Western Digital's SanDisk subsidiary and Toshiba have a long history of jointly developing and manufacturing NAND flash memory. While that relationship has been strained by Toshiba's recent financial troubles and attempts to sell of their share of the memory business, the companies are continuing to develop new flash memory technology and are still taking turns making new announcements. In recent months both companies have started sampling SSDs using their 64-layer BiCS3 TLC 3D NAND and have announced that their next generation BiCS4 3D NAND will be a 96-layer design.

Yesterday Western Digital made a small announcement about their other main strategy for increasing density: storing more bits per memory cell. Western Digital will introduce four bit per cell QLC parts built on their 64-layer BiCS3 process, with a capacity of 768Gb (96GB) per die. This is a substantial increase over the 512Gb BiCS3 TLC parts that will be hitting the market soon, and represents not only an increase in in bits stored per memory cell but an increase in the overall size of the memory array. These new 3D QLC NAND parts are clearly intended to offer the best price per GB that Western Digital can manage, but Western Digital claims performance will still be close to that of their 3D TLC NAND. Western Digital's announcement did not mention write endurance, but Toshiba's earlier announcement of 3D QLC NAND claimed endurance of 1000 program/erase cycles, far higher than industry expectations of 100-150 P/E cycles for 3D QLC and comparable to 3D TLC NAND.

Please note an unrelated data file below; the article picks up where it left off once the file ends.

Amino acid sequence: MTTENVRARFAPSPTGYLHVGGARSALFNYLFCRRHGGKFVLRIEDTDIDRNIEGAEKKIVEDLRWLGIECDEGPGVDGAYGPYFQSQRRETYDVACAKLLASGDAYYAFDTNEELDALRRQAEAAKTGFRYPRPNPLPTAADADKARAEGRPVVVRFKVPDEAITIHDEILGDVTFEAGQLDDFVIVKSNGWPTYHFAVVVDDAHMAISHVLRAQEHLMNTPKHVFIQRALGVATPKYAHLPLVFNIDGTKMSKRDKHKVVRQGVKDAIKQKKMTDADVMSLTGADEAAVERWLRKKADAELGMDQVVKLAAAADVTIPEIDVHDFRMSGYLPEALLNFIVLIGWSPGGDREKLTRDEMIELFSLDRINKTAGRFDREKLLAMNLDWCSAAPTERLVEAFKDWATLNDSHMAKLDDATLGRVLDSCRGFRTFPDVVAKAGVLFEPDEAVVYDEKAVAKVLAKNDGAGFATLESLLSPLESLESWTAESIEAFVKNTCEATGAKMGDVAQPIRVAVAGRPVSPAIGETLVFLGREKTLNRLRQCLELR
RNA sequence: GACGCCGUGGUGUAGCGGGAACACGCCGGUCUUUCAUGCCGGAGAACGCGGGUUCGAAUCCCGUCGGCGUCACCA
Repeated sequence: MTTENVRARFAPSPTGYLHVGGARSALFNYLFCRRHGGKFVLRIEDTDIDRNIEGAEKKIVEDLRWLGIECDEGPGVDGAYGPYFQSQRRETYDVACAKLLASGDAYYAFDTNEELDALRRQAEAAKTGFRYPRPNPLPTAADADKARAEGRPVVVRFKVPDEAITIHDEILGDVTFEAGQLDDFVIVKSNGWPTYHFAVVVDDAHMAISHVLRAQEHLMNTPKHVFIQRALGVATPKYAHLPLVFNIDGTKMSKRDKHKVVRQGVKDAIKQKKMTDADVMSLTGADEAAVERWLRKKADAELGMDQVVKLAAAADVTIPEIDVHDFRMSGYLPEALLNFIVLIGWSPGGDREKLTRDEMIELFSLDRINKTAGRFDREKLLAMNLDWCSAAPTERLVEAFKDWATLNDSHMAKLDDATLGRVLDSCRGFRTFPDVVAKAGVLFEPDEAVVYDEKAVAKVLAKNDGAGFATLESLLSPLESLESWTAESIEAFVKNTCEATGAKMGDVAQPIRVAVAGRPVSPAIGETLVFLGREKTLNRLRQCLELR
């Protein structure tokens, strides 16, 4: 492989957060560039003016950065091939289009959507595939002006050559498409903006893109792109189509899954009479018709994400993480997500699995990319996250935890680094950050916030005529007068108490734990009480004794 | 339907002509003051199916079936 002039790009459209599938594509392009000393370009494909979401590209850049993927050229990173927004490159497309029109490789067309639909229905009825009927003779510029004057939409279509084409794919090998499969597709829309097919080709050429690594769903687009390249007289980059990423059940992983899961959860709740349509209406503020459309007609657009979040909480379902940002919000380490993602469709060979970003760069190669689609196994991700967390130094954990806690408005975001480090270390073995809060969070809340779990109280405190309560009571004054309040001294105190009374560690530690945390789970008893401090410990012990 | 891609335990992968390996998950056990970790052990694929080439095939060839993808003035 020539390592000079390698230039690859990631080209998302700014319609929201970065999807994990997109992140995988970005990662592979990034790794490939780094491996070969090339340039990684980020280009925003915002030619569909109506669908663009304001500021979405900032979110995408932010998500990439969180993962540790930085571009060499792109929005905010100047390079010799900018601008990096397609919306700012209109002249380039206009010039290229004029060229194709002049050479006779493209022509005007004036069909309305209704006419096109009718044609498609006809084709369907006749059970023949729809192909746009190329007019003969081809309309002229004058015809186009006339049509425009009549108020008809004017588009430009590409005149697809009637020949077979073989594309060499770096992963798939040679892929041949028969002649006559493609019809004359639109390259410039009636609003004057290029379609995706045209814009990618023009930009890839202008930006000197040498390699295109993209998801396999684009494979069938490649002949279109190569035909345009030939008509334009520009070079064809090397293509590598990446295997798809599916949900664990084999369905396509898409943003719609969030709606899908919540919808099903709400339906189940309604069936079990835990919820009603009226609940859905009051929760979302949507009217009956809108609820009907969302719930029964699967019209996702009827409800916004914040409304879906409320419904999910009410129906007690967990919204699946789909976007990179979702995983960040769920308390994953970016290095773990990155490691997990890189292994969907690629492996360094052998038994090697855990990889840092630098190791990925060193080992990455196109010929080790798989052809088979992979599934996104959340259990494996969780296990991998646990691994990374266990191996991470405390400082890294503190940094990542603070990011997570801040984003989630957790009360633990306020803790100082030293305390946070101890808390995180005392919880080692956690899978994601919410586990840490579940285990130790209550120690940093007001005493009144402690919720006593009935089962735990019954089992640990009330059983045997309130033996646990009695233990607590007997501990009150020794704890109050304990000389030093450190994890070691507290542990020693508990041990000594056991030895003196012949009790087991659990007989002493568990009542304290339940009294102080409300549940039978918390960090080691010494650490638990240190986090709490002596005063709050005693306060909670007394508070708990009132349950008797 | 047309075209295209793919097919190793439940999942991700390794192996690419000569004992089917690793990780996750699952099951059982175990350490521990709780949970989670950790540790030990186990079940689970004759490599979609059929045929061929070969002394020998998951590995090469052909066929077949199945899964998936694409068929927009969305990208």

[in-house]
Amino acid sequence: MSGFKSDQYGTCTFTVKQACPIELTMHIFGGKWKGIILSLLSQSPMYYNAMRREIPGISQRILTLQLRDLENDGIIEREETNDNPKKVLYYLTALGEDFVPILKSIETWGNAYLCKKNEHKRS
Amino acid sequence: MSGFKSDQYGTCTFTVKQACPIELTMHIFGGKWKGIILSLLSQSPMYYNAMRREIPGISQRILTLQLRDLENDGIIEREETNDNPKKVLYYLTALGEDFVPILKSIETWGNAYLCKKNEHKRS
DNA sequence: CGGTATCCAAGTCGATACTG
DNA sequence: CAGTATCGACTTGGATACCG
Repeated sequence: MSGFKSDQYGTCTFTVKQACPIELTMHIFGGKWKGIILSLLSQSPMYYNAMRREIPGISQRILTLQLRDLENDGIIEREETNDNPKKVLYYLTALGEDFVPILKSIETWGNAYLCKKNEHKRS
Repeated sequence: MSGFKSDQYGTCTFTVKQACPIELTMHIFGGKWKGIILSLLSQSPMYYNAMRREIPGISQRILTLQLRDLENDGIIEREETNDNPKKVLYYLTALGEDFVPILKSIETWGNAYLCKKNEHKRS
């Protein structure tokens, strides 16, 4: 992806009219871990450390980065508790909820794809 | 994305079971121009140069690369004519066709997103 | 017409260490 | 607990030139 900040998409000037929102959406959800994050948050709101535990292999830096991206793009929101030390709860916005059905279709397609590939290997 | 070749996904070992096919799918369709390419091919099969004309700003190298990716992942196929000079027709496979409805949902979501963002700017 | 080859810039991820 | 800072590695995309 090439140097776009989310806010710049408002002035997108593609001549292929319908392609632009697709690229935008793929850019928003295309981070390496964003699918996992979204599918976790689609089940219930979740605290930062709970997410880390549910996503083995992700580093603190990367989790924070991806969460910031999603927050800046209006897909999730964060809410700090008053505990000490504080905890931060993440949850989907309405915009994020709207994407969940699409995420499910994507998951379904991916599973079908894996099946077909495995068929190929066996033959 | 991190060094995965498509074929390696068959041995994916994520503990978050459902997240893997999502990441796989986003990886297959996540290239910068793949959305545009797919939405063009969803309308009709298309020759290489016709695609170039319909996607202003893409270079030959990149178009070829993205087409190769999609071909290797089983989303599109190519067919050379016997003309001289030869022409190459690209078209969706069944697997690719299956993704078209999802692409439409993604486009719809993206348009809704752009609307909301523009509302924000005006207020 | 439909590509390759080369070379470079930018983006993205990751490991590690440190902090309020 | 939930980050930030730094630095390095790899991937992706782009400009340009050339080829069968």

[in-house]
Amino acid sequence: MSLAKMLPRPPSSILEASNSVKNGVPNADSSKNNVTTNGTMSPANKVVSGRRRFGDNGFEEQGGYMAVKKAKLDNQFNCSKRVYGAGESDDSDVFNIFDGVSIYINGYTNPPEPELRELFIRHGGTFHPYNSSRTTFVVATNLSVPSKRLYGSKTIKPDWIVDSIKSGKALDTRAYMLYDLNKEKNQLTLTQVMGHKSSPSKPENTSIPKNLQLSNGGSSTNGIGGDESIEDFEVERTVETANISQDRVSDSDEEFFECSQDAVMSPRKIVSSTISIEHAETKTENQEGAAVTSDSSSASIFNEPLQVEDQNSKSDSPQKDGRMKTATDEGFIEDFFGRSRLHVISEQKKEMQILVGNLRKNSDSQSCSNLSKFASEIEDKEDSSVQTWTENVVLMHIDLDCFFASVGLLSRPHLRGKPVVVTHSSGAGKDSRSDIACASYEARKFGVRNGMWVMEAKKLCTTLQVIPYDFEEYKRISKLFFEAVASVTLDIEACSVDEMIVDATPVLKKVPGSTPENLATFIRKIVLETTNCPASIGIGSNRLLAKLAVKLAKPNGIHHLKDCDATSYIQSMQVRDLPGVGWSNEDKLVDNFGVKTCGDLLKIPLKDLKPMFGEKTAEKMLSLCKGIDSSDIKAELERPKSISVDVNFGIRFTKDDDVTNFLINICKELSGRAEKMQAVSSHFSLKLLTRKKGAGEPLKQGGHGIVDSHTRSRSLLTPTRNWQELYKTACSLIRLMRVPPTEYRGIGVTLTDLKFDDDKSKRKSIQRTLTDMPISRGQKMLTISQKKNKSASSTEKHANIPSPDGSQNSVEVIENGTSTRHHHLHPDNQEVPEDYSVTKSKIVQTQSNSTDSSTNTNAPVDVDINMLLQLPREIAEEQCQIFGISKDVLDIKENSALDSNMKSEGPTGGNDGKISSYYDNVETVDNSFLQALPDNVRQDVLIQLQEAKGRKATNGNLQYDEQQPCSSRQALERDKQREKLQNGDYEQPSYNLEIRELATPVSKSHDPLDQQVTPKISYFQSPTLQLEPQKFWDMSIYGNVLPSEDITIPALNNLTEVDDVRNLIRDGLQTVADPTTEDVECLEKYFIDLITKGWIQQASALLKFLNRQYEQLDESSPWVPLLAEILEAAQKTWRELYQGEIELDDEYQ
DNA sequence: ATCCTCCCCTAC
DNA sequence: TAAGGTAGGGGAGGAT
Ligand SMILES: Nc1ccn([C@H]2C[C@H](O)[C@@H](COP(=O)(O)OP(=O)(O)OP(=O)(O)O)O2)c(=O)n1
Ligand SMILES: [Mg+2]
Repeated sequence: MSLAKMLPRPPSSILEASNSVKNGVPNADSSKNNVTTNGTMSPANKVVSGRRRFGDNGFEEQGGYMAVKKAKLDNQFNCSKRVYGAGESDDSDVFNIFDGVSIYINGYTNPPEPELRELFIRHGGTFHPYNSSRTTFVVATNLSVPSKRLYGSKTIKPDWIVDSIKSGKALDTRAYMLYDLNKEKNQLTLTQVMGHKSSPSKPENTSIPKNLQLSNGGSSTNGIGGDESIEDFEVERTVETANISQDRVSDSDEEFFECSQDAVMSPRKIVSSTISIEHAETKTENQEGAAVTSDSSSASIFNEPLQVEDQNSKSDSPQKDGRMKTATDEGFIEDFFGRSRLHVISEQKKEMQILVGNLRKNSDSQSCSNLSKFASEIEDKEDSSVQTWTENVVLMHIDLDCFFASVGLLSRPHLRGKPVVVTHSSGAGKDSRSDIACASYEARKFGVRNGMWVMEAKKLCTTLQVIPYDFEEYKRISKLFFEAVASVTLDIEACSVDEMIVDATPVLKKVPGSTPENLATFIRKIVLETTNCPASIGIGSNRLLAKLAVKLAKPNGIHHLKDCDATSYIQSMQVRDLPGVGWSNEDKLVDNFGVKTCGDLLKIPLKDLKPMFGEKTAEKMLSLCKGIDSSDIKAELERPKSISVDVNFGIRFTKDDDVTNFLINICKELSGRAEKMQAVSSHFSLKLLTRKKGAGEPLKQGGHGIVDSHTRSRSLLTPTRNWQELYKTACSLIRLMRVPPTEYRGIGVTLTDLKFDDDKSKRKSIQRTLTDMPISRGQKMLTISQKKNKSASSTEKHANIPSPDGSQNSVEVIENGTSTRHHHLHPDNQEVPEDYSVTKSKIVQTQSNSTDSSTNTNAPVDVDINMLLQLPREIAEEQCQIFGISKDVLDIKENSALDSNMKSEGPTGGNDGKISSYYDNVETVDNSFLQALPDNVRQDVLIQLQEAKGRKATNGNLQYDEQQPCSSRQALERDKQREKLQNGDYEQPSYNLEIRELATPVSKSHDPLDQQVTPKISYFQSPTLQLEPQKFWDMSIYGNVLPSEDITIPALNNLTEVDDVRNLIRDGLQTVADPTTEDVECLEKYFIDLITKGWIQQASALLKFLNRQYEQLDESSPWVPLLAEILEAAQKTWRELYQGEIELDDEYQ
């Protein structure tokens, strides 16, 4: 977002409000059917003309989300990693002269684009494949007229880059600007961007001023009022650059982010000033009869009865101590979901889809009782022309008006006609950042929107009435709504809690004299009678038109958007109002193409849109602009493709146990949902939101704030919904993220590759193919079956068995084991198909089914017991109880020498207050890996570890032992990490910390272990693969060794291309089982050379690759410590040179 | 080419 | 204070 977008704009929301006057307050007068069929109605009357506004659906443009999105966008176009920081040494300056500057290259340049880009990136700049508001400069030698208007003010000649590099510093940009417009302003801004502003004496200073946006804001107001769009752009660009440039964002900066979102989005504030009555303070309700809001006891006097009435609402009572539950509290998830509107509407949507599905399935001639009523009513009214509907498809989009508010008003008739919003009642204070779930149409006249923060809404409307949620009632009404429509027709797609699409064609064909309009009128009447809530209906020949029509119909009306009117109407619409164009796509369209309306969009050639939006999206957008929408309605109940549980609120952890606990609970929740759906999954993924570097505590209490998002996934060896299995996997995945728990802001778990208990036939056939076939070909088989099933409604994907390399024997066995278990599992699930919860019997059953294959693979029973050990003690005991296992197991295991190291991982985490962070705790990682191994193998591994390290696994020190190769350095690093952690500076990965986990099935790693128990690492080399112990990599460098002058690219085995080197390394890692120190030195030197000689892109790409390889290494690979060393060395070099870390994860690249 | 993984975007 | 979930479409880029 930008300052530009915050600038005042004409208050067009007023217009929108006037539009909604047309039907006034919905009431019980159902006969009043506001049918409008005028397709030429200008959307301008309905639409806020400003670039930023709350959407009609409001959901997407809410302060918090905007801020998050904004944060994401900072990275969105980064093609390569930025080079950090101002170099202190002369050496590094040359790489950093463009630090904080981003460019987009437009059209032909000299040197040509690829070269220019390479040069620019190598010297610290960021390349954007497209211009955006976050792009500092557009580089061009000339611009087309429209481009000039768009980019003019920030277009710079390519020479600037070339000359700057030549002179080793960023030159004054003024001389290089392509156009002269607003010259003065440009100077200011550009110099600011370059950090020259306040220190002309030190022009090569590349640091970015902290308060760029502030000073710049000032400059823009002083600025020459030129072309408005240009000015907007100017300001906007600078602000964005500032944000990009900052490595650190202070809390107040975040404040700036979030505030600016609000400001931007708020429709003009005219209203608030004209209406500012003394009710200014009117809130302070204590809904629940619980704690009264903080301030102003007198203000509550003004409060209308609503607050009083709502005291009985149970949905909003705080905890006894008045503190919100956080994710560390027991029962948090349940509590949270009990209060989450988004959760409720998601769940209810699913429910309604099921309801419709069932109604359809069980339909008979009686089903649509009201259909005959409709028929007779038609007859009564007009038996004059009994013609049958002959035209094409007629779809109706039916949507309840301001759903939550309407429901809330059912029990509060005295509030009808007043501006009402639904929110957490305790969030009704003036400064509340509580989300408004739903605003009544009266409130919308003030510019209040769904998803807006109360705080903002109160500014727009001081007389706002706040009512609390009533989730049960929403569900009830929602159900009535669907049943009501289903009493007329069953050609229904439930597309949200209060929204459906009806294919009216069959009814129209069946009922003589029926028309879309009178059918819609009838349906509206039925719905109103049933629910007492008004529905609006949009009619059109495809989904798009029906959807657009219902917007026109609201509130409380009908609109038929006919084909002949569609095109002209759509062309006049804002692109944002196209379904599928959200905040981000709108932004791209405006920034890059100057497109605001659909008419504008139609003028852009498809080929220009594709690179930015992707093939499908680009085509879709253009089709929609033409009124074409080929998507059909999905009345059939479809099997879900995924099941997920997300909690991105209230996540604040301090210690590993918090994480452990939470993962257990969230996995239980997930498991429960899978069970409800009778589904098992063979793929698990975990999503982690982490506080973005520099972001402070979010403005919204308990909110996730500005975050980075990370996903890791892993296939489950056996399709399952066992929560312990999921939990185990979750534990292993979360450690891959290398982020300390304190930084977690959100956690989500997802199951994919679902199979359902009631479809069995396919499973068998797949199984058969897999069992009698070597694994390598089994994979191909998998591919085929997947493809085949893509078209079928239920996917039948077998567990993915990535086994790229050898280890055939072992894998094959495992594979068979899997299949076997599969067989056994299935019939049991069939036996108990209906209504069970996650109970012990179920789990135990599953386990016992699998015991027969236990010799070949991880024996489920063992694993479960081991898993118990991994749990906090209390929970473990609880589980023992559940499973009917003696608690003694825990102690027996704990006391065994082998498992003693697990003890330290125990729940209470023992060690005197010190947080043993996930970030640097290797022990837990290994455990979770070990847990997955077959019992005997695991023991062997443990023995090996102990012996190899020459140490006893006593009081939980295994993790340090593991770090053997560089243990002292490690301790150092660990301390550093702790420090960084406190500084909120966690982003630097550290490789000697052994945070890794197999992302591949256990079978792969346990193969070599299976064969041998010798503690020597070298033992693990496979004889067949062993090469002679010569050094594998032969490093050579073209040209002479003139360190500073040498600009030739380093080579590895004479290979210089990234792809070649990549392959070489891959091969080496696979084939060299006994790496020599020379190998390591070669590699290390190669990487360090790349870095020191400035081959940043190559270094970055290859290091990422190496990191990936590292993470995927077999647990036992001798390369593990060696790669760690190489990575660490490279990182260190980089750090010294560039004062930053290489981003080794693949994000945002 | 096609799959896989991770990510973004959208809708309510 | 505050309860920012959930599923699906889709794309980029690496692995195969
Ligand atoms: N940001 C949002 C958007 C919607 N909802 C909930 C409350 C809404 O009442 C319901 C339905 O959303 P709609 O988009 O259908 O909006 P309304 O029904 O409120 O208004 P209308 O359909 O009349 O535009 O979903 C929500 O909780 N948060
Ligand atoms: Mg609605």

Western Digital has not announced any specific products based on QLC NAND flash, but they will be exhibiting both removable media and SSDs using QLC NAND at Flash Memory Summit August 8-10. Western Digital's CTO will be delivering a keynote presentation at FMS on August 8, so more details are likely to be revealed in two weeks.

Western Digital's roadmaps also include plans for QLC parts on their 96-layer BiCS4 process, with capacities up to 1Tb (128GB) per die. BiCS4 production is scheduled to ramp up over 2018 and 2019 with the QLC parts expected to arrive later in the cycle, so Western Digital's first-generation 3D QLC based on the BiCS3 process will probably be their highest-density flash memory in mass production for over a year.

Source: Western Digital

POST A COMMENT

35 Comments

View All Comments

  • Dr. Swag - Wednesday, July 26, 2017 - link

    Yeah I have a 6700k+16gb ram (usually less than 30% usage) and a GTX 970, so DEFINITELY not an issue with my pc. Reply
  • Alexvrb - Wednesday, July 26, 2017 - link

    Might be good to mention OS, browser, what add-ons, and what version. Software impacts performance quite a bit. On current non-Insider Edge the site seems OK even on a lowly 860K. It's definitely faster with the ads blocked but it's decent enough with Adblocker disabled, so I leave it off to support them. Tom's Hardware is a bit worse but even that is good enough to navigate so once again I disable Adblocker to support them.

    Performance aside, it DOES chew up a lot of RAM with the ads on, almost 800MB with three AnandTech articles open at once. But I don't leave my browser running while gaming and I've got 16GB of RAM so in the scheme of things... not an issue. If I was using a tablet or compact laptop with limited RAM I would absolutely run Adblocker 24/7.
    Reply